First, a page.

When schools reopen we need to ensure that pupils can take part in more than just desk-based learning – that there are activity days to play sports, play music, cook, read or whatever pupils might enjoy. Even online now, schools should be offering pupils options such as music lessons, yoga classes, book clubs, movie clubs and cookery classes. Technical teachers could be offering digital classes on DIY skills. There are a huge number of worthwhile learning activities that could be offered, but the pressure to achieve qualifications is deemed more important.

None of this is to say that qualifications aren’t important – they are – but we aren’t giving the wellbeing of our young people, and those who may be struggling in such a changing learning environment, the same importance.

If we do believe, as John Swinney tells pupils, that there is no wrong path, then we should have trusted teachers to take a holistic view of how pupils had performed this year and award them their grades.

We should have been providing youngsters with a plan of how to get the qualifications they need (or want) to get, encouraging further education to complete Nationals/Highers or HNC/HNDs, before moving on to the next stage of their life.

If there really is no wrong path, the Scottish Government should be putting more money into supporting further education and supporting the idea of going to college for those that want to continue their learning. Instead, they’ve tried to replicate the usual system, which was already littered with problems, in a completely abnormal year.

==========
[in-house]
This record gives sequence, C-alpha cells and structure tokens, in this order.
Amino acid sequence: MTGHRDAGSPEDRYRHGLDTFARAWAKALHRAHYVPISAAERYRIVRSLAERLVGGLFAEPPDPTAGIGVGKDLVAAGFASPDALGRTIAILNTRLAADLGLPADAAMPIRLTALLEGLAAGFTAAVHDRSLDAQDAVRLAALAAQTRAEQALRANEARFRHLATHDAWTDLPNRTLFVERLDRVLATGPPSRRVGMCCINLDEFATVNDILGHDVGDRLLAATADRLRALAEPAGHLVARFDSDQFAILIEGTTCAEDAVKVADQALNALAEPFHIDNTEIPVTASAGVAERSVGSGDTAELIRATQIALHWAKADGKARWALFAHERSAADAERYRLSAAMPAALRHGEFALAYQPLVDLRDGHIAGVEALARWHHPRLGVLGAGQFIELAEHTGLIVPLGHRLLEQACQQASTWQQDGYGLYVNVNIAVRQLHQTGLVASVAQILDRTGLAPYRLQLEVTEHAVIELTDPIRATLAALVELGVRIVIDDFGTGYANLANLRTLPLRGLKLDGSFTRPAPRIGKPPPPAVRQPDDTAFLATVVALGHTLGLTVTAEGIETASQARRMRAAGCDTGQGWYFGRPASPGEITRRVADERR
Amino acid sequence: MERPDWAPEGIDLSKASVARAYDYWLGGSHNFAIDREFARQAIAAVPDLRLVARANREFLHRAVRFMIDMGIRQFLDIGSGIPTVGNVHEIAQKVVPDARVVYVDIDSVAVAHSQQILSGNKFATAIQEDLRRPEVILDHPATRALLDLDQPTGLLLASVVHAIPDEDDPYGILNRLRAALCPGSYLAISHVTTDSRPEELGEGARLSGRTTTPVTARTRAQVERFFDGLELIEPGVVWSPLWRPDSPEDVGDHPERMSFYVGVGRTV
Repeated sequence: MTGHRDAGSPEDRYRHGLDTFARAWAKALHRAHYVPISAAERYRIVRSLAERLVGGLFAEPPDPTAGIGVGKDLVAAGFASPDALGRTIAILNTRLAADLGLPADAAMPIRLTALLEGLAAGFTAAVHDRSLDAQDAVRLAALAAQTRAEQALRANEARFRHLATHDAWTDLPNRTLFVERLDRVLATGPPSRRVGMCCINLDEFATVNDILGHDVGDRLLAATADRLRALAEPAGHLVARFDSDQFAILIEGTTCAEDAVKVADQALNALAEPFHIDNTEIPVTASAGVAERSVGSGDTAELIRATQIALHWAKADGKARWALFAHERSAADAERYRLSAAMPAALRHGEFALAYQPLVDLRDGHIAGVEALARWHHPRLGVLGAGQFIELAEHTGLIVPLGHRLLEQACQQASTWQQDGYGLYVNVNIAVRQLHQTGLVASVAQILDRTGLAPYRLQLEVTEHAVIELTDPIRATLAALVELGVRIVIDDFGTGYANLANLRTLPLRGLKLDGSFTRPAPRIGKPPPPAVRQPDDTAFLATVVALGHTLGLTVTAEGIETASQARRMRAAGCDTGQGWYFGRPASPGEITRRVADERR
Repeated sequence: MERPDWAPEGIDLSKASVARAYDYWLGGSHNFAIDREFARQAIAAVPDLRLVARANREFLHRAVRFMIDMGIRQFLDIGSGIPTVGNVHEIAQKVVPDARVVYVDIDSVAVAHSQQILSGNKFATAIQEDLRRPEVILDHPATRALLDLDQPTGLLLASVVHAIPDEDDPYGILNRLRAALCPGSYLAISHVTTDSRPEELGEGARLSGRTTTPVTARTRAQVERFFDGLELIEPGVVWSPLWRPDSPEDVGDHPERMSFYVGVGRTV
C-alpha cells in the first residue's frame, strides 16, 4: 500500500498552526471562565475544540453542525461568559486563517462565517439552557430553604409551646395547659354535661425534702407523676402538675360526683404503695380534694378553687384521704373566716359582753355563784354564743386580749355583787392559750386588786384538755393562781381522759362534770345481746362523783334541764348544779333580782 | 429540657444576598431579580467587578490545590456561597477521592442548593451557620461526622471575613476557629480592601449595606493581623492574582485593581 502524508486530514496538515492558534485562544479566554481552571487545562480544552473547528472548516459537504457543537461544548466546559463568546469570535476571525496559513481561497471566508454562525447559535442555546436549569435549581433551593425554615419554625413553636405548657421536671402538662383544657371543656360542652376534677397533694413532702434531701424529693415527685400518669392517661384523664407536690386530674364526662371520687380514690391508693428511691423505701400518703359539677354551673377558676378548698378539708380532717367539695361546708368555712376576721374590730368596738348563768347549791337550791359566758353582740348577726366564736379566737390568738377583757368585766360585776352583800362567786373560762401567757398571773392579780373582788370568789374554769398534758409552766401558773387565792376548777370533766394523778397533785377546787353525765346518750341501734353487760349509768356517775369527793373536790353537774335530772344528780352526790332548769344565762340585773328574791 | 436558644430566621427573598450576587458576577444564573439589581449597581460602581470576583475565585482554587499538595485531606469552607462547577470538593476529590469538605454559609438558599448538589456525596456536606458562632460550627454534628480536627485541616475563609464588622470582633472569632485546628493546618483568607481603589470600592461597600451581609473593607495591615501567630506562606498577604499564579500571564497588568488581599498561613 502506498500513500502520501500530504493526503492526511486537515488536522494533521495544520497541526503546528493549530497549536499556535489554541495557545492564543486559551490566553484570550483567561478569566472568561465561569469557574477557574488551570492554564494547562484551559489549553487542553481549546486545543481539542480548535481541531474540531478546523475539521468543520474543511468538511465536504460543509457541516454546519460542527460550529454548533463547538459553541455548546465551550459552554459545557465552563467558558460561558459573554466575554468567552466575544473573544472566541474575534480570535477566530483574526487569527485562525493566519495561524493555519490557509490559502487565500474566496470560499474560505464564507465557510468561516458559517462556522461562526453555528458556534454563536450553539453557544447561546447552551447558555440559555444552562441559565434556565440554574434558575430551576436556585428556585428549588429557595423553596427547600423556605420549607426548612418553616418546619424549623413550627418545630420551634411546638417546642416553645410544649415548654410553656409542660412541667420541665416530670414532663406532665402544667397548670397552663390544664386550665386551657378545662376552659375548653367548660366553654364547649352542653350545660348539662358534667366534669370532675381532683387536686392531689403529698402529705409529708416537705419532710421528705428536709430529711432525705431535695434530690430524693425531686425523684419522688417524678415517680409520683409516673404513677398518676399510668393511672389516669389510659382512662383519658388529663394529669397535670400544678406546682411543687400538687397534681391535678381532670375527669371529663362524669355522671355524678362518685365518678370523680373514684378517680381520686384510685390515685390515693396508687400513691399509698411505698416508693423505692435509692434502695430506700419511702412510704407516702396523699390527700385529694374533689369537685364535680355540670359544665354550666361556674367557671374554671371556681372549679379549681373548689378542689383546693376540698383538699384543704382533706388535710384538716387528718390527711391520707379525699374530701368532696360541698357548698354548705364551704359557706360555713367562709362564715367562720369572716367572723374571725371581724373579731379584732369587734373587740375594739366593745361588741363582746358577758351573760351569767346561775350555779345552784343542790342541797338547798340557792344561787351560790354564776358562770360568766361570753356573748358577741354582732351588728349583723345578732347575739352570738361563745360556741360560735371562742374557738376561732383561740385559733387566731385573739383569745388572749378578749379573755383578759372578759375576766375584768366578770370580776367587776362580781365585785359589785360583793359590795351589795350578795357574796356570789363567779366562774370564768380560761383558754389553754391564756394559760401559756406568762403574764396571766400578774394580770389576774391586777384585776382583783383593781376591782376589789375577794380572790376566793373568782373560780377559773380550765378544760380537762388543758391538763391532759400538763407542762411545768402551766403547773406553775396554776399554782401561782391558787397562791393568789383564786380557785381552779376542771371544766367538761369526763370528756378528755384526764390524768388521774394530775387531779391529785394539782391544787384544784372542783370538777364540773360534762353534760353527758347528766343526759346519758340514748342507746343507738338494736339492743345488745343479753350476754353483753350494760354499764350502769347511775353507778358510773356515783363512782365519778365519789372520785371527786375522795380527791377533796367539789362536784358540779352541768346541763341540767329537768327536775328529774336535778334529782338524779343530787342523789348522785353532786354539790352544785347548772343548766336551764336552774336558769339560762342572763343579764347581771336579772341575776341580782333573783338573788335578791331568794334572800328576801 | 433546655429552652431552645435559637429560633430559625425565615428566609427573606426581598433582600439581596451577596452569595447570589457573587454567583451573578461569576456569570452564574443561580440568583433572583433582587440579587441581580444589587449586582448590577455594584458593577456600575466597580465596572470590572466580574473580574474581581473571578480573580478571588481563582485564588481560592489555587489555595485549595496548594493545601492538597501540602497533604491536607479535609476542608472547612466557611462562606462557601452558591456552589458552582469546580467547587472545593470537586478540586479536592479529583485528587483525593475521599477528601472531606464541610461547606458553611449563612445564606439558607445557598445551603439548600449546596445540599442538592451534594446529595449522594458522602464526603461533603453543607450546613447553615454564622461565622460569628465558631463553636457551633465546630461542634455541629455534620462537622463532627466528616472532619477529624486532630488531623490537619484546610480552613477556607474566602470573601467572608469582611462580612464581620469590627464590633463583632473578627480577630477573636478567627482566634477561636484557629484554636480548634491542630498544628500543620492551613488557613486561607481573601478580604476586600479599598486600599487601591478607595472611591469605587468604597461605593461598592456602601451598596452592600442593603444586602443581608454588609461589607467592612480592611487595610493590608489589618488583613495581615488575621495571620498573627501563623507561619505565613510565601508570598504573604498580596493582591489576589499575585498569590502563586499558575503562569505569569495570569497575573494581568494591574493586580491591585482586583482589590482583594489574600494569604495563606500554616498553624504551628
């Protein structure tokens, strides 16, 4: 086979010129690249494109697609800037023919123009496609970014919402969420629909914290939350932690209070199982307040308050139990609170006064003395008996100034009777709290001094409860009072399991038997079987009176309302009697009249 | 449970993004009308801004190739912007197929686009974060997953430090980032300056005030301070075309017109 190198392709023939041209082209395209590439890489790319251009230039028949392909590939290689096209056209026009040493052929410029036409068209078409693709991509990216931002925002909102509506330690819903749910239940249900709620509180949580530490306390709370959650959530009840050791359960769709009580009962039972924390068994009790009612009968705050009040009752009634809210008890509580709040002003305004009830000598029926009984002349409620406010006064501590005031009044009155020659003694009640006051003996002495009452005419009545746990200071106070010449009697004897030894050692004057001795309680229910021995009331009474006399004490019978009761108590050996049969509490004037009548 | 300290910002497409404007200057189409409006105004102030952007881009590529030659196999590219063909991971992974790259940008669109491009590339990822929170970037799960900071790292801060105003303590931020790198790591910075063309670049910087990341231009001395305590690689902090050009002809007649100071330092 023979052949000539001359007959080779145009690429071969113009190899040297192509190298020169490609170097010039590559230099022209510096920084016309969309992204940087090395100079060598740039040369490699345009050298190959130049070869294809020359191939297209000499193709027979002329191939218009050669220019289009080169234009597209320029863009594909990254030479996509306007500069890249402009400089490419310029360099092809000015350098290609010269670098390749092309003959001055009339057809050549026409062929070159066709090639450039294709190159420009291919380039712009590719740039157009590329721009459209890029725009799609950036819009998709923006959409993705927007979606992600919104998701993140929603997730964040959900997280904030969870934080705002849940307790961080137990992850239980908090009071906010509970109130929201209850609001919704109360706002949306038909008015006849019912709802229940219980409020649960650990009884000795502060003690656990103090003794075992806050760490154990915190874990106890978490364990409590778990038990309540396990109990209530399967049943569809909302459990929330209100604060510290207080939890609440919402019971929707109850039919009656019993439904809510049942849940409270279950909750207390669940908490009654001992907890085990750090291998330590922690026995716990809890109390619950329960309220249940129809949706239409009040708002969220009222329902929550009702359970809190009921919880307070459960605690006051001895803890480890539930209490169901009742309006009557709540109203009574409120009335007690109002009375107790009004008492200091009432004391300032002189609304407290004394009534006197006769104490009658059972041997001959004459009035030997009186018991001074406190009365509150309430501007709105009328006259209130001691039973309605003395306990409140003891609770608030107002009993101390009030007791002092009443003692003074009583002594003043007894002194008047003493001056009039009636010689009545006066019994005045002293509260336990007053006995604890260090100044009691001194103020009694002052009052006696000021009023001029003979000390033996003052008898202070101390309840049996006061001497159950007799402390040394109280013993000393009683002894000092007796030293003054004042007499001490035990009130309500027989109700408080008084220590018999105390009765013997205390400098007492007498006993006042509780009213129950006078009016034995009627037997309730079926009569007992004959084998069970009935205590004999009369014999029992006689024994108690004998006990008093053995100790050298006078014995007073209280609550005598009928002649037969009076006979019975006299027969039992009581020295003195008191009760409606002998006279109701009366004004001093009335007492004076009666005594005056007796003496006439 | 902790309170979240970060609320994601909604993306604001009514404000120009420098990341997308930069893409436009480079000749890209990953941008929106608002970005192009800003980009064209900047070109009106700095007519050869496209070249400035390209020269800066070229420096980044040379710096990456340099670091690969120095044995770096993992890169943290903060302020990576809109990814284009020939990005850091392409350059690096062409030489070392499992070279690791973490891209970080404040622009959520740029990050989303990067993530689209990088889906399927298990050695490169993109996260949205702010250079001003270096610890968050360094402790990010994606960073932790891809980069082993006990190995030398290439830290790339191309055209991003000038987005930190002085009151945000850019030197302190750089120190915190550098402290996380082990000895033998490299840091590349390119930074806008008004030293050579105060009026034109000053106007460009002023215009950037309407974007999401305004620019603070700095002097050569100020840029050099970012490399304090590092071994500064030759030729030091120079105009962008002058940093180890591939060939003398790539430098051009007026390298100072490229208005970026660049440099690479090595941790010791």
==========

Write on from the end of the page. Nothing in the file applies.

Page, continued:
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3 thoughts on “Lockdown learning

  1. As someone who works in education, I have to disagree with much of this article. Firstly, while it is true that many pupils are not engaging with online learning – not even joining live sessions with teachers when these are available, many pupils have been working very hard to ensure they earn the qualifications and grades they need this year for what they want to do next year. Secondly, the SQA has made clear that pupils do not have to sit exams this year to prove that they deserve grades – schools do not have to have prelim exams (let alone two sets of prelims) as all they must have is evidence to justify the grades they will recommend. Some pupils may be happy to give up on this year and choose to repeat their courses next year, but those who do not want to repeat a year should not be disadvantaged for the sake of those who do. Thirdly, Scotland’s teachers are – are – being trusted to recommend the grades their students deserve. As I said above, this does not have to be based in performance in an exam. Finally, there is no need for pupils who wish to repeat qualifications they fail this year to go to college – the better option may be to stay on at school for an extra year.

    1. I’m not sure if I’ve misunderstood, but I thought the reference was to pupils having to deal with two sets of *teacher-led assessments* (NOT exams or prelims) which I understand are required to enable teachers to assess for SQA grades.

      I’d be interested also to know whether “many pupils are not engaging with online learning” is based on Scotland-wide statistics or anecdote.

  2. Hi Duncan, the article suggested 12 assessments in the context of most subjects having more than one exam and students having 6 subjects. However the SQA has made clear that evidence does not have to gathered from prelim type exams. That does not mean that some exams will not happen but that the idea of two exam papers per subject is extremely unlikely.

    I am not aware of any robust national data on levels of engagement but I am aware of one ‘average’ secondary school which has tracked online engagement and only a third of pupils were completing all assigned work, around half were doing some work, and around a sixth were doing absolutely nothing. The problems of disengagement are greatest at S4, particularly among pupils sitting National 4s.